Lesser Prairie Chicken

Once a common species, lesser prairie chickens are now a candidate for federal endangered listing.

Inhabiting a small, fragmented range in the southern Great Plains, the lesser prairie chicken is a chunky chicken-like bird. Gathering in flocks of as many as 80 individuals, the Texas population is associated with shinnery oak-bluestem communities, often nesting under shinnery oaks or amid tall bunchgrasses. Like their larger relative the greater prairie chicken, they gather on short-grass “leks” to perform elaborate mating rituals every spring and fall at dawn and dusk. During these communal courtship displays, older and more dominant males tend to occupy the center, pushing younger males to the periphery.

Nesting usually starts in mid-April, usually within two weeks of a lek display. Hens lay one egg per day in a bowl-shaped depression lined with grasses and feathers, averaging 10 eggs per clutch. After 23 to 26 days, the hatchlings emerge. They can fly short distances within two weeks, though they remain with their mothers for 12 to15 weeks. They may live as long as five years.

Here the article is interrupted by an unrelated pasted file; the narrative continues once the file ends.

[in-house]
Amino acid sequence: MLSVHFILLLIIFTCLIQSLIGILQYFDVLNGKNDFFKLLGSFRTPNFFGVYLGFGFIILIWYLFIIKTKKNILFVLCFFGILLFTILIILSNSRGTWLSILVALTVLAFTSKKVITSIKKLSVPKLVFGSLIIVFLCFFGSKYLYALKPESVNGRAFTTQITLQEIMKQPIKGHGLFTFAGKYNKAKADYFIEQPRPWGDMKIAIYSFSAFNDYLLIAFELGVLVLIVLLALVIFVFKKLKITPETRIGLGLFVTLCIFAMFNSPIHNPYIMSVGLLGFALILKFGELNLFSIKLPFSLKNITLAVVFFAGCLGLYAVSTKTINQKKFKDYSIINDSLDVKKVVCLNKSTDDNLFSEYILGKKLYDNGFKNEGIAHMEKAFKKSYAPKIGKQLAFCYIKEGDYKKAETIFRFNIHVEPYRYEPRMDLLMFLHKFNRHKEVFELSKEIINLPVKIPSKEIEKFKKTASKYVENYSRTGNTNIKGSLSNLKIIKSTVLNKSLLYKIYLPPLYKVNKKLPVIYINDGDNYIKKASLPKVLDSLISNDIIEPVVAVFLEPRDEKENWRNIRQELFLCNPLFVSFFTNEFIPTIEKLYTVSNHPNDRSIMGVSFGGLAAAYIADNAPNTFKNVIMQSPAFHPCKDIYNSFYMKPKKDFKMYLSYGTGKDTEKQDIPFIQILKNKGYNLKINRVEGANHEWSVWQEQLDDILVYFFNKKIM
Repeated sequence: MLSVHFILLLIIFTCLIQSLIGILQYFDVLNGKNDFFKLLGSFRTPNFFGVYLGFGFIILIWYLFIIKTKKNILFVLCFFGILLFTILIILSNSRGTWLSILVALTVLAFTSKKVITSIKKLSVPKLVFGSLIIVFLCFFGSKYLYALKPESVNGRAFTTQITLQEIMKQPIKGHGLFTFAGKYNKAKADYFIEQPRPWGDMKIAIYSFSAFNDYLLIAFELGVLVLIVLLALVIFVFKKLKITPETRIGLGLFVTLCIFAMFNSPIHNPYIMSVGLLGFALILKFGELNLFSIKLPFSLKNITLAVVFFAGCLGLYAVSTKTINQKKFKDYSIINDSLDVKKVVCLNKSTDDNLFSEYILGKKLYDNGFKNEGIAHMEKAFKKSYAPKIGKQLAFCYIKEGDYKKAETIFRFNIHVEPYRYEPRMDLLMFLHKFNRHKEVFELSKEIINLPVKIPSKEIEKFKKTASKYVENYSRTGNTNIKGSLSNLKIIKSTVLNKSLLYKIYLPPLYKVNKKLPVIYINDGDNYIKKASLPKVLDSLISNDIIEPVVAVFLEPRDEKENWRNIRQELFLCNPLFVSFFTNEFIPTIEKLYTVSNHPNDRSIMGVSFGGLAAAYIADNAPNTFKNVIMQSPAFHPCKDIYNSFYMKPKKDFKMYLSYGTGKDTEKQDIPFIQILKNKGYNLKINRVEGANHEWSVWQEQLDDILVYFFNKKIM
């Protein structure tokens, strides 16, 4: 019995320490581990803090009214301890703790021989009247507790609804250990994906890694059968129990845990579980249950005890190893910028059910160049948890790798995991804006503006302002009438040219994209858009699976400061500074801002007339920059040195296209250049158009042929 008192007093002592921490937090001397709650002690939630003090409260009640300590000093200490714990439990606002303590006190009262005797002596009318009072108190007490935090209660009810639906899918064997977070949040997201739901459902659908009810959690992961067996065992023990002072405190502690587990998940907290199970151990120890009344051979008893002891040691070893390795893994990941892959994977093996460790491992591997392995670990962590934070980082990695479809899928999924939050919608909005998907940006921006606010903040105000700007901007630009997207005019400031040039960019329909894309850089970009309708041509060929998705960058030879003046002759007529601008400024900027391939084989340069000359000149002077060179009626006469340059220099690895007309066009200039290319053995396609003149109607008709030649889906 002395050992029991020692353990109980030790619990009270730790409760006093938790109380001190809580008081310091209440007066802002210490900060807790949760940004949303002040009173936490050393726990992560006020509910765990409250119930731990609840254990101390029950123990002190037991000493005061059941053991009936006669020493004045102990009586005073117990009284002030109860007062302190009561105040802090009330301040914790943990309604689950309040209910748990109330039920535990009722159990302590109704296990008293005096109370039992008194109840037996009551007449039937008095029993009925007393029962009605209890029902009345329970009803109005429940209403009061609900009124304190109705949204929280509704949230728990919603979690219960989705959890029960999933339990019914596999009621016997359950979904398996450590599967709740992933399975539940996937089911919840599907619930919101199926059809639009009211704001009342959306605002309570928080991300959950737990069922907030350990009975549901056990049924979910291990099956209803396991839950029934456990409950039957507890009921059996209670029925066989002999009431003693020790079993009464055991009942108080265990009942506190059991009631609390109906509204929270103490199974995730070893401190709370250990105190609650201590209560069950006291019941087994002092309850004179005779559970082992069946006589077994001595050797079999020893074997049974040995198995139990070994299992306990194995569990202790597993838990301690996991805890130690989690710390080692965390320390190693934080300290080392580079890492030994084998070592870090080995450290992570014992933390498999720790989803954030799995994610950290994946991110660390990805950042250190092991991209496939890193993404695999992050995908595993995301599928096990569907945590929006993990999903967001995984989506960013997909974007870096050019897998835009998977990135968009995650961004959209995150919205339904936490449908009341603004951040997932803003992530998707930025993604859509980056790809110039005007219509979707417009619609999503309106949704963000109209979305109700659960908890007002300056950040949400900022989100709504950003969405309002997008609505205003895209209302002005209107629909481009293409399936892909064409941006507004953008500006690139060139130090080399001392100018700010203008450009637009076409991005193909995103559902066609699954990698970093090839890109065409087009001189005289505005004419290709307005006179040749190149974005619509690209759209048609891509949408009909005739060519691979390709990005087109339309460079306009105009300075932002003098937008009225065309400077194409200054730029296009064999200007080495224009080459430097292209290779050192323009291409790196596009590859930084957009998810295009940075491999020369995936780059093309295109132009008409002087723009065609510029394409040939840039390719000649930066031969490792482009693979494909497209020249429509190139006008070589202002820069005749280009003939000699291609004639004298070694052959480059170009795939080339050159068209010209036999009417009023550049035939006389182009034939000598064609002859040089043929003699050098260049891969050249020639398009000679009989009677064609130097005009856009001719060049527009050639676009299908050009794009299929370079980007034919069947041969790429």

Once a common species, lesser prairie chickens are now a candidate for federal endangered listing. Since 1900, the species’ total population has been reduced by as much as 97%. Today, less than 50,000 individuals remain. The main cause of this decline is loss of habitat as native grasslands have been converted to cropland or degraded by overgrazing.

The preservation of this keystone prairie species was the deciding factor in the Conservancy’s decision to expand conservation efforts in the Texas Panhandle and will be central to work at the newly created Yoakum Dunes Preserve.

Tidbit: In addition to being a steady food source, the prairie chicken also played an integral role in the societies of some Plains Indian tribes. There are a number of recorded brave names involving the prairie chicken, and some experts believe the bird’s distinct mating ritual inspired Sioux cultural dances.


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